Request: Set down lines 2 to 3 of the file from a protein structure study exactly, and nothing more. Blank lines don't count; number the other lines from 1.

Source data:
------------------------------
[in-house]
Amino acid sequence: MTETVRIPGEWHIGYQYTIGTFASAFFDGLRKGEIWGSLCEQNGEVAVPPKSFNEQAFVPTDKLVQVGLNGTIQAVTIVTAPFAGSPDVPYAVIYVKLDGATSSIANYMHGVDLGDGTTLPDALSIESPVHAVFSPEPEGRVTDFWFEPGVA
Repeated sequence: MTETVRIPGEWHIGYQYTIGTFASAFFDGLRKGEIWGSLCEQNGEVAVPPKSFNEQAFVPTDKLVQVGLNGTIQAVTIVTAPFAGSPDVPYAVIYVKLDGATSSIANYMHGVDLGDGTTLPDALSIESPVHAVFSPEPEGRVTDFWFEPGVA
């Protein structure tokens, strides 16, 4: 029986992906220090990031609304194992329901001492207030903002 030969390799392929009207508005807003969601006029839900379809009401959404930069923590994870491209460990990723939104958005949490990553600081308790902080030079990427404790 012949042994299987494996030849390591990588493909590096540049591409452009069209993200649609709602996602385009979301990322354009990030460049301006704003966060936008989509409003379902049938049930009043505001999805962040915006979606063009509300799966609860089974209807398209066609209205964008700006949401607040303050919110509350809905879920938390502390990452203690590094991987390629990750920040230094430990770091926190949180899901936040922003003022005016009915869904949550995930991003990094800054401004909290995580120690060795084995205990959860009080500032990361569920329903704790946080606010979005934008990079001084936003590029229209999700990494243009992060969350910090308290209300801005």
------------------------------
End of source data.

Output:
Amino acid sequence: MTETVRIPGEWHIGYQYTIGTFASAFFDGLRKGEIWGSLCEQNGEVAVPPKSFNEQAFVPTDKLVQVGLNGTIQAVTIVTAPFAGSPDVPYAVIYVKLDGATSSIANYMHGVDLGDGTTLPDALSIESPVHAVFSPEPEGRVTDFWFEPGVA
Repeated sequence: MTETVRIPGEWHIGYQYTIGTFASAFFDGLRKGEIWGSLCEQNGEVAVPPKSFNEQAFVPTDKLVQVGLNGTIQAVTIVTAPFAGSPDVPYAVIYVKLDGATSSIANYMHGVDLGDGTTLPDALSIESPVHAVFSPEPEGRVTDFWFEPGVA